I’m not an avid tech adopter. This was made highly clear to Apple’s PR reps several years ago when they first suggested that I try out the Apple Watch and I’d told them I’d pass. It’s not that I’m a total luddite. I simply didn’t have much need or use for the technology then or now. But when they launched Apple Pay, and other digital payment methods followed suit, I thought I’d give it a proper go, just to see how useful these technologies are.
Even then, I probably surprised the guys at Apple about my tech use. I don’t use Touch ID, I didn’t have anything in my Wallet app and I don’t even display notifications on my phone. I’m deeply mistrustful of digital payment systems because I’m constantly wondering what would happen if I lost my phone (Apple assures it’s a simple matter to wipe everything off on iCloud).
What is a digital wallet?
These payment systems, which Apple, Android and Samsung all offer, basically act as a way of accessing your credit card without needing to reach for your wallet. Which is useful if you forgot to bring your wallet out or misplaced it. After all, if you’re on holiday and your pocket gets picked, you’ll at least be able to go about your regular activities after panicking and calling your bank(s) up to block your card(s). You need to set up your digital credit card, and to Apple’s credit it’s a smooth process.
Apple wanted to highlight to me that unlike other payment platforms (Android, Samsung) they are focused on the privacy of your payment. It’s all encrypted and no one at Apple will know what you bought. Only your bank and payee and yourself have access to that. That also means they can’t use that info to target you as a customer. That to me was a plus point of the method.
If you have an Apple Watch connected to the phone, (Apple loaned me a watch for this experiment, I didn’t buy or receive it as a gift from the brand), it automatically directs you to set up your card on the watch as well. Which made me a bit paranoid about data theft etc. They explained that the NFC tech on both devices are locked for Apple Pay only, and you need to be within 4cm of the PayWave system to work. I generally don’t stand within 4cm of anyone, so that seemed a safe bet.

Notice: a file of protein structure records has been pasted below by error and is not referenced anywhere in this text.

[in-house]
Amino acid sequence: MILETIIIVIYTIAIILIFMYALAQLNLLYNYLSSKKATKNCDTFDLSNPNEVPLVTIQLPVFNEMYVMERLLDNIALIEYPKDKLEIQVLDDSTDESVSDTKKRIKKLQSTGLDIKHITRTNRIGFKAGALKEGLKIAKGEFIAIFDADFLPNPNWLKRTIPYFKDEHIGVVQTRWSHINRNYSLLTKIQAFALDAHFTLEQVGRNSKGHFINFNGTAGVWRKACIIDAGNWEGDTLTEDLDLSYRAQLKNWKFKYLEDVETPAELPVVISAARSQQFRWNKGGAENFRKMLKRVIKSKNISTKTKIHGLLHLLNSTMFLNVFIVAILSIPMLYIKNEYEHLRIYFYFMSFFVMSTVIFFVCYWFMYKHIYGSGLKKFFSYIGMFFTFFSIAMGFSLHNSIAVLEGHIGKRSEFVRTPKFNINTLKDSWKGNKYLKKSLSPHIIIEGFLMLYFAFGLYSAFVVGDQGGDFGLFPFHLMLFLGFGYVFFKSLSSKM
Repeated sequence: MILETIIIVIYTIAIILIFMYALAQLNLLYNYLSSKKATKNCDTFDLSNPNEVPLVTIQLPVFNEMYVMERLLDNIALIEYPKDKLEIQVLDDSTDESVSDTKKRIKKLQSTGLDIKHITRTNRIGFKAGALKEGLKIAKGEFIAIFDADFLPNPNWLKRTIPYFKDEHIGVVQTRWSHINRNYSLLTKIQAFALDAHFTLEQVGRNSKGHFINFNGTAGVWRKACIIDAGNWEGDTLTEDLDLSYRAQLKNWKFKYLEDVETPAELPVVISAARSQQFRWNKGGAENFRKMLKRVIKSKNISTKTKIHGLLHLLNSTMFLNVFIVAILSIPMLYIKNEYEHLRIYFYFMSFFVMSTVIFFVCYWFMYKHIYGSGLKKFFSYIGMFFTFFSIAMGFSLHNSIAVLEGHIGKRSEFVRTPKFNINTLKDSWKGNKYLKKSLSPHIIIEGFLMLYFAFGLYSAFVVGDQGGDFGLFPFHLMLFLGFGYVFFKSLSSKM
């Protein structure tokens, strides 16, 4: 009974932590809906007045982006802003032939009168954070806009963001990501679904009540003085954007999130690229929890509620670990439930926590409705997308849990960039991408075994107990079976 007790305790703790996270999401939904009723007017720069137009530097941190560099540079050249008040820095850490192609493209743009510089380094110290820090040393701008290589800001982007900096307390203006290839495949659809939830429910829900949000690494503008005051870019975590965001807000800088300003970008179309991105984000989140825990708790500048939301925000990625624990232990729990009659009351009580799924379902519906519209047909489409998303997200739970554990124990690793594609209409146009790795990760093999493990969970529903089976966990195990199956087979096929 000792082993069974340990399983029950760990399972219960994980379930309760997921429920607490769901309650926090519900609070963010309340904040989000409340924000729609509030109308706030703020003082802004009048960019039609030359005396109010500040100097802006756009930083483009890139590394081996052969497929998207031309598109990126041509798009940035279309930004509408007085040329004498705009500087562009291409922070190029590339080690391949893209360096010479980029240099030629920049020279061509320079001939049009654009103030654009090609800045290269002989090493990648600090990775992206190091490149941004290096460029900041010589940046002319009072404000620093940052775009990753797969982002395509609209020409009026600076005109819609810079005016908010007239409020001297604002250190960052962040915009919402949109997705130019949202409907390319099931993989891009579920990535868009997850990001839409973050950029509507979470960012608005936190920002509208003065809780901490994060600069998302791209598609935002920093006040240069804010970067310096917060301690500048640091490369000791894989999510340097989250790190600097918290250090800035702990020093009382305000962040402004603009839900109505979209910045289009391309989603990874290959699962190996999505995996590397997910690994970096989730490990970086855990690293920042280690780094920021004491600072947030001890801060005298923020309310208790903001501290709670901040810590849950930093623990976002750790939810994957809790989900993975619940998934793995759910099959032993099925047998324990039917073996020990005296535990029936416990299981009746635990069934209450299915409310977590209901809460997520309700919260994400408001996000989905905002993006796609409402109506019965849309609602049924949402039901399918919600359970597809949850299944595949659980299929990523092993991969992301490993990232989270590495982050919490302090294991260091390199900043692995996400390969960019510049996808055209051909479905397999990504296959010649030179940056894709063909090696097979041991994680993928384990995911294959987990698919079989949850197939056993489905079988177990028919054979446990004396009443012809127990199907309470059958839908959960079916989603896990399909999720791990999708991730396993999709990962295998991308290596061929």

Apple’s challenge to me was to forego my physical wallet and just go through my regular day on Apple Pay. I decided that this required some discipline, so I had a friend hide my wallet from me for a couple of days, while I carried on. I had to get to work, grab lunch, head home and buy groceries and repeat that the second day, but instead of groceries, I had a dinner-and-drinks appointment. All without a backup.
Getting to work was easy thanks to Uber. Even if I did think the driver took me for a ride, which she honestly did due to mapping issues. I obviously could not go to lunch at my local coffee shop, so I had to wander out (another Uber) to the nearest mall for a bite at a cafe that accepted PayWave. Even if it doesn’t specify Apple Pay, any machine that has the PayWave logo can work with it. (That includes 7-Eleven, thank god.)
The biggest problem I faced with Apple Pay on those two days were figuring out where I could use flash-and-go payment systems. At service outlets like 7-Eleven and Cold Storage, that wasn’t an issue. The real challenge was with restaurants. Counter service restaurants (as in, make your payment at the counter) would probably offer that, but some staff don’t actually realise it works while table service restaurants simply didn’t offer FlashPay (credit cards or cash, please). I literally ran around one mall, trying to find a bistro that would take the payment. If you’re at a bar, which I was the second evening, you’re not likely to find any luck with this. I had to have a friend cover my tab for the evening.
The second issue is staff familiarity with the payment. In one instance, the staff cancelled the payment request on the machine just as the phone registered my thumbprint, so even though the system said there was no payment, my phone registered it and there was momentary confusion as to whether the transaction had gone through or not. Obviously with the tech being so new, no one was sure. I called up the bank to verify the transaction and it took 10 minutes to sort out, during which a queue of impatient customers waiting to pay built up. But it all worked out. The second instance took 5 seconds to complete on my watch.
In fact, the Watch worked better than the phone itself at times. Double press the power button to bring up the card, hold the watch near the terminal and it’s done. You don’t even need the phone in proximity. Which I thought was a good system. And as I mentioned, it’s a great backup if you lose your wallet. For cities or countries which have really embraced the digital wallet technology, you’ll probably have an easier go of it. But until we start doing the European thing and bring the portable card machines to the customer at full service restaurants or bars, it’s a bit tricky.
My conclusion: I’m not about to give up my physical wallet. But if I did, it’s nice to know I have an excellent backup. To give credit to digital wallets, it’s very convenient not to have to search for my wallet when it comes to paying. But like all technology, when it works well it’s great. When it doesn’t, it’s frustration. It might limit my movements to a regular, standard format without veering from my regular routine too much, but Apple Pay will keep you in relative comfort.